Since 2006, we’ve been building the world’s largest database tracking which parts of the internet run on renewable power – the Green Web Dataset. The Dataset powers a lot of our open source work, including the Green Web Check, Green Web Directory, and our Greencheck API. Over 7 million checks per day are made against the Dataset, and it is essential infrastructure for major software carbon estimation projects like Website Carbon Calculator, Ecograder, and WebPageTest. Our Green Web Directory, used by thousands each month, allows people to query the Dataset to find verified green hosting options in their country.
Hosting providers get verified with us to become included in the Dataset as a way to publicly show their commitment towards the mission of a fossil-free internet by 2030. Once a hosting provider is verified, checks performed against websites hosted by that provider show as green in our API and Green Web Check. We’ve written another FAQ to explain in more detail how the Green Web Check works.
From time to time, though, the status of a hosting provider might change and they are no longer recognised by us as a verified green hosting provider. This FAQ explains some common scenarios when and why this might occur.
1. They have failed to reverify with us
Reverification is our term for the process where a previously verified green hosting provider submits updated evidence to show that they continue to meet the criteria for being listed as a green provider.
We ask providers to reverify on a yearly basis. If a provider is unable to successfully reverify with us, then we will archive that provider in our Dataset. At that time, they are no longer recognised as a green hosting provider, and Green Web Checks for sites hosted by that provider will show as grey.
We have written about the reverification process in more detail in this FAQ: What is reverification for hosting providers?
2. We have been unable to contact the provider
Every provider listed in our Dataset should have at least one user assigned who is responsible for keeping that provider listing up to date.
From time to time we might try to contact a user about their provider. This could be as part of the reverification process, or because of some other updates we might need them to make.
Sometimes, we notice that emails bounce as people leave organisations or companies merge. When this happens, we:
- Will try to find a suitable contact. This is normally the hosting provider’s support or sales mailbox.
- Will allow 45 days for a reply (with periodic reminders).
If no reply is received after 45 days, we will archive that provider in our Dataset. At that time, they are no longer recognised as a green hosting provider, and Green Web Checks for sites hosted by that provider will show as grey.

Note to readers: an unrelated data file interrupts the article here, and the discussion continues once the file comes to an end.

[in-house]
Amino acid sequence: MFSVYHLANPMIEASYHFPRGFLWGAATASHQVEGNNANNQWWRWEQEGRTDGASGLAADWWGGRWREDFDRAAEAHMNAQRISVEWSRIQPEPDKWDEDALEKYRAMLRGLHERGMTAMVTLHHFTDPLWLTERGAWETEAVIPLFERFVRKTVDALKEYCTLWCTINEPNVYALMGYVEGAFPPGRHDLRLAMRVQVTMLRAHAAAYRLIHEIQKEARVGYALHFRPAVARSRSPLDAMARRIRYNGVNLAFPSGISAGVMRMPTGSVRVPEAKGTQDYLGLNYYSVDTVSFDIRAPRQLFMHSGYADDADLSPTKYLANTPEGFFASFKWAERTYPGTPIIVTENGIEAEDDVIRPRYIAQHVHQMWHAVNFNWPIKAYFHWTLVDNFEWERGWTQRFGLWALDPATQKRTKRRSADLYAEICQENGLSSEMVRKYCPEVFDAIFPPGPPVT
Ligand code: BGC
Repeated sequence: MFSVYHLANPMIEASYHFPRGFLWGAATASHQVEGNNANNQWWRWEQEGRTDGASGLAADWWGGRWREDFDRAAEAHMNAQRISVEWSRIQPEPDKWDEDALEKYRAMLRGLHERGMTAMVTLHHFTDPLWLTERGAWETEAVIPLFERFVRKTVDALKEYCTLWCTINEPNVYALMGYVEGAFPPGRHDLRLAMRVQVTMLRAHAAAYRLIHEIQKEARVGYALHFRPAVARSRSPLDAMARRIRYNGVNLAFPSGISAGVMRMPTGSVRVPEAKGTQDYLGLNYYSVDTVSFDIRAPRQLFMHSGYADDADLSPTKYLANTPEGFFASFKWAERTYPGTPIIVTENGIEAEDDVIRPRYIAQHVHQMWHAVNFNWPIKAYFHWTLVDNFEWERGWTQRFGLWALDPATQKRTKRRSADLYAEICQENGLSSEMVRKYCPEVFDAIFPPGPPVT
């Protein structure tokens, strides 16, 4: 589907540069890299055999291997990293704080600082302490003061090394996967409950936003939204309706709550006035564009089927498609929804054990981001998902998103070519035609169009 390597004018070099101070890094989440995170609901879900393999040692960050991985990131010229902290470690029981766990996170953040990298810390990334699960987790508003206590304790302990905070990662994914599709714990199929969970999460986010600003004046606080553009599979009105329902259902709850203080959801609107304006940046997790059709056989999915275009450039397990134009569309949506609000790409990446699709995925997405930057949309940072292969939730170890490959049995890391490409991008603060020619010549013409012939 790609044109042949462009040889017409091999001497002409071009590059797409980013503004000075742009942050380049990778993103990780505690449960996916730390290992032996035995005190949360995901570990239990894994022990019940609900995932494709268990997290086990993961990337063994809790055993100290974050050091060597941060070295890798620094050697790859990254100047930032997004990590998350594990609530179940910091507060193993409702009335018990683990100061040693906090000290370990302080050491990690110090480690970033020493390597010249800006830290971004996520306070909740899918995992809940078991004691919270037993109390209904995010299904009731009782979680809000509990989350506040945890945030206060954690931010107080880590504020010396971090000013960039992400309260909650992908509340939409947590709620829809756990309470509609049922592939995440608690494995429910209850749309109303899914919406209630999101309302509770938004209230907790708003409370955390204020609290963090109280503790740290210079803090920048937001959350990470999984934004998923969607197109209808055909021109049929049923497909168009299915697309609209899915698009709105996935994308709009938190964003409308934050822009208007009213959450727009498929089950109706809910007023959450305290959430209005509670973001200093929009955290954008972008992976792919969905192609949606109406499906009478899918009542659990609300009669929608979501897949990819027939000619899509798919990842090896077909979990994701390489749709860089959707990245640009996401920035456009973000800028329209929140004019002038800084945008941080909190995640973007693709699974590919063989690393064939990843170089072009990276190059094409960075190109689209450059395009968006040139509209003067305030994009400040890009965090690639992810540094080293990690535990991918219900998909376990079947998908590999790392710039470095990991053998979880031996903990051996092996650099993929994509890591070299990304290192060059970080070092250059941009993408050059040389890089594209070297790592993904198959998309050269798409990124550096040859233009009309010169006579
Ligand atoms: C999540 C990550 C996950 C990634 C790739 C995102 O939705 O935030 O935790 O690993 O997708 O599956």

3. They were relying on the green status of another upstream service that is no longer verified
A provider can be listed in our Dataset as a verified green host if they are an active customer or reseller of another service which is also recognised as green in our Dataset. When this happens, the provider’s green status is reliant on that of the upstream service they use.
If, for the reasons we have listed above, the upstream service’s green status changes (becomes archived) then that will also impact any downstream providers of that service listed in our Dataset. When such a change happens, we try our best to notify affected linked providers ahead of any change being made.
Once an upstream service is archived, we give all linked providers 45 days to provide updated evidence to independently support their listing in our Dataset. After 45 days, any provider that has not been able to submit updated evidence will be archived. At that time, they are no longer recognised as a green hosting provider, and Green Web Checks for sites hosted by that provider will show as grey.
How can my provider be listed as green again?
It’s possible for a provider that has been archived in our Dataset to have their green status reinstated. This can be done in two ways.
If you are a customer
If you are a customer of the provider in question, you can let the provider know that their green status has changed. You can do this by email or through social media channels. Including a link to the results for your site in the Green Web Check might be helpful to provide some additional context.
You should encourage the provider to contact us as soon as possible.
You work for the provider
If you work for the provider, you can update the listing by providing updated evidence through the Provider Portal or by contacting.
Have further questions or feedback?
It’s in everybody’s interest that the listings in the Green Web Dataset are accurate and can be trusted. It’s an important part of our mission to transition to a fossil-free internet by 2030.
As we’re an open source project, we welcome contributions and input from others to help us achieve this goal. Get in touch via our Support mailbox or if you think it’s appropriate by raising an issue on any of our GitHub repositories.